Breathless & Shunned: Life at Delhi’s Ghazipur Landfill Site
Video Editor: Ashutosh Bhardwaj
In September 2017, when chunks of waste tumbled down Ghazipur’s landfill site, killing two and injuring several others, politicians had made a beeline for East Delhi’s Mullah colony and assured residents that the mountain of trash would be beautified and that dumping of waste would come to a stop.
However, almost 19 months later, dumping hasn’t stopped at Ghazipur, one of Delhi’s biggest landfill sites. Instead, residents claim that not only has the site expanded on its western front, but has also grown taller. Mohd Zayed Qureshi, who runs a poultry meat business, says both Delhi Chief Minister Arvind Kejriwal and BJP’s East Delhi MP Maheish Girri had visited the area and assured to constitute a committee on mitigation of the landfill site.
Breathless in Ghazipur
It’s not just the sight or the smell of a towering mountain of waste that bothers the residents of Ghazipur’s Mullah colony. Growing each day – probably even faster than the landfill site itself – are the health problems of the battered colony. Accumulating waste at the landfill site produces toxic gases like methane, which often sets the site on fire.
“Fire is commonplace at this landfill site. Last time, when it had caught fire, I had dialled 100. It took the fire department three days to douse the fire,” says local resident Bilal Ansari. Frequent fires generate smoke, which, over a long period of time, can have a drastic effect on the respiratory system. Parvez, who owns a tent shop, says that frequent fires have caused his wife to develop a respiratory distress so serious that she “has started throwing up blood with cough.”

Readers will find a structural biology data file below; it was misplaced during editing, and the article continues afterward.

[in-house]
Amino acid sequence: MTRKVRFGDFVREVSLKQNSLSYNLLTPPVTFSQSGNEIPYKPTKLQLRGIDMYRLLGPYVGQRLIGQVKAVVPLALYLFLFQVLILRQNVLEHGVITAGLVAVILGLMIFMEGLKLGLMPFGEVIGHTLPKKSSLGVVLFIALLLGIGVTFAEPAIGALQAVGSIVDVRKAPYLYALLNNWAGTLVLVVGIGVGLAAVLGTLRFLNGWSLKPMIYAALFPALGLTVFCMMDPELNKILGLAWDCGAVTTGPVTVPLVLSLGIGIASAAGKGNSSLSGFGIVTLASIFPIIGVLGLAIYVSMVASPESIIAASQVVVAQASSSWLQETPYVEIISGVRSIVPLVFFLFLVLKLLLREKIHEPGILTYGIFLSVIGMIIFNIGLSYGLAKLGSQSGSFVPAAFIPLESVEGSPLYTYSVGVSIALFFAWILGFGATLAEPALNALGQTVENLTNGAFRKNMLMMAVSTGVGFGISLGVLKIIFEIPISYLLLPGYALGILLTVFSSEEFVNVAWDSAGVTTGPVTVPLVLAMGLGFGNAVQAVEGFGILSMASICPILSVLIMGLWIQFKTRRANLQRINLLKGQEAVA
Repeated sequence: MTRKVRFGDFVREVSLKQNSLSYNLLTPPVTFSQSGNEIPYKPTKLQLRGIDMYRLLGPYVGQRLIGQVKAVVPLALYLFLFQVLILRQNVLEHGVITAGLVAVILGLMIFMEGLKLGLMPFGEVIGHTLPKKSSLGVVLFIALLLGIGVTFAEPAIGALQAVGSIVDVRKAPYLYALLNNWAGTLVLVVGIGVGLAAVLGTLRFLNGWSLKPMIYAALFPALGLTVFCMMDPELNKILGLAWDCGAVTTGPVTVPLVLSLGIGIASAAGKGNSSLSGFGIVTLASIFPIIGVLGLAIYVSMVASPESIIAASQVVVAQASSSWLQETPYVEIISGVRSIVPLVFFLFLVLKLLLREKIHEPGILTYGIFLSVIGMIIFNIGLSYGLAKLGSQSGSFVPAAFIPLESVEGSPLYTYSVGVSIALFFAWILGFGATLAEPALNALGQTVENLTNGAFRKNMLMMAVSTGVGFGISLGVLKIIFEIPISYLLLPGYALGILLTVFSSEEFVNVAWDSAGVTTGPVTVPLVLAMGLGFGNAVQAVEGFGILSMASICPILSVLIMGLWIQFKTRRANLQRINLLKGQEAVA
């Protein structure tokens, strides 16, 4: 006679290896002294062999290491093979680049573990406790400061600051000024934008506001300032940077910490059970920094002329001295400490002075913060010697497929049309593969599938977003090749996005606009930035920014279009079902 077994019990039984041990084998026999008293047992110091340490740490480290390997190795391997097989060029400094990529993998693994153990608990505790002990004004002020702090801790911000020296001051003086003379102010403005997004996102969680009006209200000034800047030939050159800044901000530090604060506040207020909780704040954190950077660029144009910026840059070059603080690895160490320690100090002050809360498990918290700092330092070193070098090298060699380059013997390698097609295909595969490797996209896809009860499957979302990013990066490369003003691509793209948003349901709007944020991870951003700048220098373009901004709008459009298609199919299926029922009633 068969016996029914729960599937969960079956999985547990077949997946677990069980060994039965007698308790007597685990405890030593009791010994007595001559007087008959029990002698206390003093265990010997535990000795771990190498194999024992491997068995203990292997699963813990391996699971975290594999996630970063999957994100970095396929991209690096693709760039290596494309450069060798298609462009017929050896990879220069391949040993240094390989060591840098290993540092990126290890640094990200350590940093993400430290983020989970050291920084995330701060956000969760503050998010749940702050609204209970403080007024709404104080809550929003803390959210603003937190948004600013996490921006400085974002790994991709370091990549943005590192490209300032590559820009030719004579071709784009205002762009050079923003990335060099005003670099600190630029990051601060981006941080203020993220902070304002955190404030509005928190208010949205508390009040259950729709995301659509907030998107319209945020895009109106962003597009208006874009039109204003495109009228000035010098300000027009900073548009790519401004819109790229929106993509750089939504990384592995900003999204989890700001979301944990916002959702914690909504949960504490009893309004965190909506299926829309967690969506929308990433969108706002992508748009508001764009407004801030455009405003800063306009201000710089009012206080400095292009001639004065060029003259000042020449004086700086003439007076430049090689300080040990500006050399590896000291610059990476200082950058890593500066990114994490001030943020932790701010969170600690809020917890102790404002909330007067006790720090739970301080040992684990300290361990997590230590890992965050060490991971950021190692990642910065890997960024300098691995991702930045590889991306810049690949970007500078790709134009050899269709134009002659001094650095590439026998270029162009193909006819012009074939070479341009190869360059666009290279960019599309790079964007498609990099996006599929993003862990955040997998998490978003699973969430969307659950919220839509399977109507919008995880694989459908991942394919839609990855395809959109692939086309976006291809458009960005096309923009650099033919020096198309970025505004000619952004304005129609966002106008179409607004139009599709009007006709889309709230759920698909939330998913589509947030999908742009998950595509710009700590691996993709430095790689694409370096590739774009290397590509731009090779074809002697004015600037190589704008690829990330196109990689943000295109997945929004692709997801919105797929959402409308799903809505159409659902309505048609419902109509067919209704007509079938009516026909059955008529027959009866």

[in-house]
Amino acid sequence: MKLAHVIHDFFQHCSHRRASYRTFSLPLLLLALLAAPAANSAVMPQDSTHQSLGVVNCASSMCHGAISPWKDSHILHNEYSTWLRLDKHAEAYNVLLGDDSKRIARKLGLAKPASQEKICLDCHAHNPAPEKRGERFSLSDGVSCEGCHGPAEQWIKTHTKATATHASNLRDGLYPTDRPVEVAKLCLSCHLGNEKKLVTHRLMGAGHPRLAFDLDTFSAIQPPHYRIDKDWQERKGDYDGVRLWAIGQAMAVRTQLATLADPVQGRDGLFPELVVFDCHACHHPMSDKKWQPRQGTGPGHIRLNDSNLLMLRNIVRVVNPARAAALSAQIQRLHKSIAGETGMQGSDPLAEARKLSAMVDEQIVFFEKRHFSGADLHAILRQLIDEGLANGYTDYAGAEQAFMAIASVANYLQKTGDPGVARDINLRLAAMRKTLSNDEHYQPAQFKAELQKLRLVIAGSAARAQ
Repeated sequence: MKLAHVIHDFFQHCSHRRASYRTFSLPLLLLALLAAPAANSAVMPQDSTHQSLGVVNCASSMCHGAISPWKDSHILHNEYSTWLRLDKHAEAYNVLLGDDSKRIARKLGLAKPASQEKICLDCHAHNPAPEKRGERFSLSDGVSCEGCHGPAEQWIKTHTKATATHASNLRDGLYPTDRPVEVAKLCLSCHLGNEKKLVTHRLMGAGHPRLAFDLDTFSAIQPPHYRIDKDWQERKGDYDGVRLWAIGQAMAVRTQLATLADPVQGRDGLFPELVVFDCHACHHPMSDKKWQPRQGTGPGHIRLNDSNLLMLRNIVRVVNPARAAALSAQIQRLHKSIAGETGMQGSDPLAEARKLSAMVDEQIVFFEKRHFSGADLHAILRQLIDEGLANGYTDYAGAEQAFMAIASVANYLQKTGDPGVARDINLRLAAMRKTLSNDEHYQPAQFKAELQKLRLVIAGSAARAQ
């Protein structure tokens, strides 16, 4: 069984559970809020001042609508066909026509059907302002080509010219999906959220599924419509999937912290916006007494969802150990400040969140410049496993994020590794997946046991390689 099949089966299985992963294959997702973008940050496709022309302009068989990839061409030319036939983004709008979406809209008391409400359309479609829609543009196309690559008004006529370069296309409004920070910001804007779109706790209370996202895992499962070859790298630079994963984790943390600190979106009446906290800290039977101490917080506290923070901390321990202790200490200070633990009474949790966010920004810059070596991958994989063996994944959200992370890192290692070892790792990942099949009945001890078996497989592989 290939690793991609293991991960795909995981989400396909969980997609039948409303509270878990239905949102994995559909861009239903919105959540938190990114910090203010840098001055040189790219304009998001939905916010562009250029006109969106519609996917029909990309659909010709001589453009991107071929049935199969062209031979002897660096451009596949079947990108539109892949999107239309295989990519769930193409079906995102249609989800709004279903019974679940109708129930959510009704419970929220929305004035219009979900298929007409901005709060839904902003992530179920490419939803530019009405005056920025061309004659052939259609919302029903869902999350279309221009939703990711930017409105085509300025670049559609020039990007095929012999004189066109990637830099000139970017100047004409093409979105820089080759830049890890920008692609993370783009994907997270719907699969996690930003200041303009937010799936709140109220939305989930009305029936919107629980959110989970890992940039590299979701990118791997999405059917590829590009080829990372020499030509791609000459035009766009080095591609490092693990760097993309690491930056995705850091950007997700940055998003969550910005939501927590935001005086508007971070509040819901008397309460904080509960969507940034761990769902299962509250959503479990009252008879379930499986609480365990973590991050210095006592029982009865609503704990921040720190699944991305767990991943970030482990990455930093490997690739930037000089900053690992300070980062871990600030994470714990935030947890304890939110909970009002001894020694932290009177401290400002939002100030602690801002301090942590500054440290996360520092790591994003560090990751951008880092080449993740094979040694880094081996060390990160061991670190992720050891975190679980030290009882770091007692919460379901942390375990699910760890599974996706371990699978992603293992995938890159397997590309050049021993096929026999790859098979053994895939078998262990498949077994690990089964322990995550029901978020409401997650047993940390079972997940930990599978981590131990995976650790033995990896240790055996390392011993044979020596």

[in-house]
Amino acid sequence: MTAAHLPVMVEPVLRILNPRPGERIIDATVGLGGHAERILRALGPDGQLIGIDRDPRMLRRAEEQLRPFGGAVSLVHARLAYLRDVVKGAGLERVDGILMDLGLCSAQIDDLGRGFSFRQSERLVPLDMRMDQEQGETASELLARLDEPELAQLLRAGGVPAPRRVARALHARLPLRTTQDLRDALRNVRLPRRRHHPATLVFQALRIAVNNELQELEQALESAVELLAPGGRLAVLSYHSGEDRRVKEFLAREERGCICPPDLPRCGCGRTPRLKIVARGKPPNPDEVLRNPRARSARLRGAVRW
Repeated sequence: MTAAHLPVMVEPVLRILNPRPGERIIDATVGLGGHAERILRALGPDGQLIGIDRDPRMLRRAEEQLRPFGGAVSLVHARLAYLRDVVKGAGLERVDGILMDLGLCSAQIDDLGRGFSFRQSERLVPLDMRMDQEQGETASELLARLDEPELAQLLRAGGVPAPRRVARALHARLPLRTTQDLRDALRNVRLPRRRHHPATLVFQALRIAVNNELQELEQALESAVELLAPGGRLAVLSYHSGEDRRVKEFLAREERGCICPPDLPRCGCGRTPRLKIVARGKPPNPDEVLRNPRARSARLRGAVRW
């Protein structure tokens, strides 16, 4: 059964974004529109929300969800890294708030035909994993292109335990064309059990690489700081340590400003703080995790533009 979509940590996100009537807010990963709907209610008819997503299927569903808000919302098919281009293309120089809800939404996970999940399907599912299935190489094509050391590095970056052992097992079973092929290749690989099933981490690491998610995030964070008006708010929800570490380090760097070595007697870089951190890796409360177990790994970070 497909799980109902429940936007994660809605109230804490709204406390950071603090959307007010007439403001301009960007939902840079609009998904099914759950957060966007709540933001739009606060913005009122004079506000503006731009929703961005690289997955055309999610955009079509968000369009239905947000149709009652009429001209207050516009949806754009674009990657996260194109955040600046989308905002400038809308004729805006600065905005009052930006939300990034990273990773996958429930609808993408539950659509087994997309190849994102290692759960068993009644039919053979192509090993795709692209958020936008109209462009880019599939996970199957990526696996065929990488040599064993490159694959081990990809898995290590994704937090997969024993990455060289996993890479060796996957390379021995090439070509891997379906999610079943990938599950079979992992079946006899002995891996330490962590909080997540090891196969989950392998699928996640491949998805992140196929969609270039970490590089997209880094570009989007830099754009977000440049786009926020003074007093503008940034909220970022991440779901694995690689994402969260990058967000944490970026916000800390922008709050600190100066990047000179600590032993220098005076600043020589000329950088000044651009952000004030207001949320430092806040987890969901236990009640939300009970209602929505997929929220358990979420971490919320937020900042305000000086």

While smoke from the landfill site pollutes the air, leachate – the liquid that passes through the landfill site – eventually reaches the underground water, rendering it unsuitable for drinking.
An unauthorised colony, the area right opposite to the landfill site is not served by the Delhi Jal Board. While some can afford to buy packaged drinking water, others rely on polluted water drawn from tube wells.
Barriers: Social and Political
Medicines may cure some of the health problems that residents of Mullah colony face. But as is evident when relatives living in other parts of the city refuse to visit them, there’s hardly any cure to the underlying stigma of living next to a mountain of garbage. From weddings to guests, the presence of a mountain, almost as tall as the Qutub Minar, literally acts as barrier.
Several measures were suggested to remove the landfill, including the construction of a waste-to-energy plant, but that has been caught in red tape. The proposal to introduce green patches and beautify the slopes of the landfill site, too, have hit a roadblock owing to a lack of funds.
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